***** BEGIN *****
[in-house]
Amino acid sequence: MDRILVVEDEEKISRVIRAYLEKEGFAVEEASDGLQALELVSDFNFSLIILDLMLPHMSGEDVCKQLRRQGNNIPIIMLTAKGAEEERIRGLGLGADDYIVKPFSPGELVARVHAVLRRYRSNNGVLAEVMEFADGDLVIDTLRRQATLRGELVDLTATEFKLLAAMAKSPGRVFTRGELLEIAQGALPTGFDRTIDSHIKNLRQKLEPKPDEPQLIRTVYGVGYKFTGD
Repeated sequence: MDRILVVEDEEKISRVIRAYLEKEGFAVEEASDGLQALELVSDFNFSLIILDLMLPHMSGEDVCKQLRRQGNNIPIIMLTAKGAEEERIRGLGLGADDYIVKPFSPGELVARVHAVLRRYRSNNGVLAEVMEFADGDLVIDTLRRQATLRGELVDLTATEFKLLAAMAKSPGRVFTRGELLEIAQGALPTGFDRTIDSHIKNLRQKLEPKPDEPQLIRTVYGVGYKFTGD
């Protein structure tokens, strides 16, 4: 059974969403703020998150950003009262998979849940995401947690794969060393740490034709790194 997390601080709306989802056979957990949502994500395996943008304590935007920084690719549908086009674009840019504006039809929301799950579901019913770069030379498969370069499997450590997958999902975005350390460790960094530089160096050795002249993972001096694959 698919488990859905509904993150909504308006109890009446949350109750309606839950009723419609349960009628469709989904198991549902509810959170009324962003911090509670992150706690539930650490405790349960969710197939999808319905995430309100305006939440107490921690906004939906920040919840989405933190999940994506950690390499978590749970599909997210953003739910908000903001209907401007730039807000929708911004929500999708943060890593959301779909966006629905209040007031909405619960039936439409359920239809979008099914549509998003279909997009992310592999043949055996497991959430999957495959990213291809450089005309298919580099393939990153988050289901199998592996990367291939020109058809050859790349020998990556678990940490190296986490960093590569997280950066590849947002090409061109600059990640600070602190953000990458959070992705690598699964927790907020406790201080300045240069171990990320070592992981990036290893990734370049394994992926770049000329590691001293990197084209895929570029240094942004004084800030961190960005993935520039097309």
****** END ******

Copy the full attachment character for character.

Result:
[in-house]
Amino acid sequence: MDRILVVEDEEKISRVIRAYLEKEGFAVEEASDGLQALELVSDFNFSLIILDLMLPHMSGEDVCKQLRRQGNNIPIIMLTAKGAEEERIRGLGLGADDYIVKPFSPGELVARVHAVLRRYRSNNGVLAEVMEFADGDLVIDTLRRQATLRGELVDLTATEFKLLAAMAKSPGRVFTRGELLEIAQGALPTGFDRTIDSHIKNLRQKLEPKPDEPQLIRTVYGVGYKFTGD
Repeated sequence: MDRILVVEDEEKISRVIRAYLEKEGFAVEEASDGLQALELVSDFNFSLIILDLMLPHMSGEDVCKQLRRQGNNIPIIMLTAKGAEEERIRGLGLGADDYIVKPFSPGELVARVHAVLRRYRSNNGVLAEVMEFADGDLVIDTLRRQATLRGELVDLTATEFKLLAAMAKSPGRVFTRGELLEIAQGALPTGFDRTIDSHIKNLRQKLEPKPDEPQLIRTVYGVGYKFTGD
């Protein structure tokens, strides 16, 4: 059974969403703020998150950003009262998979849940995401947690794969060393740490034709790194 997390601080709306989802056979957990949502994500395996943008304590935007920084690719549908086009674009840019504006039809929301799950579901019913770069030379498969370069499997450590997958999902975005350390460790960094530089160096050795002249993972001096694959 698919488990859905509904993150909504308006109890009446949350109750309606839950009723419609349960009628469709989904198991549902509810959170009324962003911090509670992150706690539930650490405790349960969710197939999808319905995430309100305006939440107490921690906004939906920040919840989405933190999940994506950690390499978590749970599909997210953003739910908000903001209907401007730039807000929708911004929500999708943060890593959301779909966006629905209040007031909405619960039936439409359920239809979008099914549509998003279909997009992310592999043949055996497991959430999957495959990213291809450089005309298919580099393939990153988050289901199998592996990367291939020109058809050859790349020998990556678990940490190296986490960093590569997280950066590849947002090409061109600059990640600070602190953000990458959070992705690598699964927790907020406790201080300045240069171990990320070592992981990036290893990734370049394994992926770049000329590691001293990197084209895929570029240094942004004084800030961190960005993935520039097309």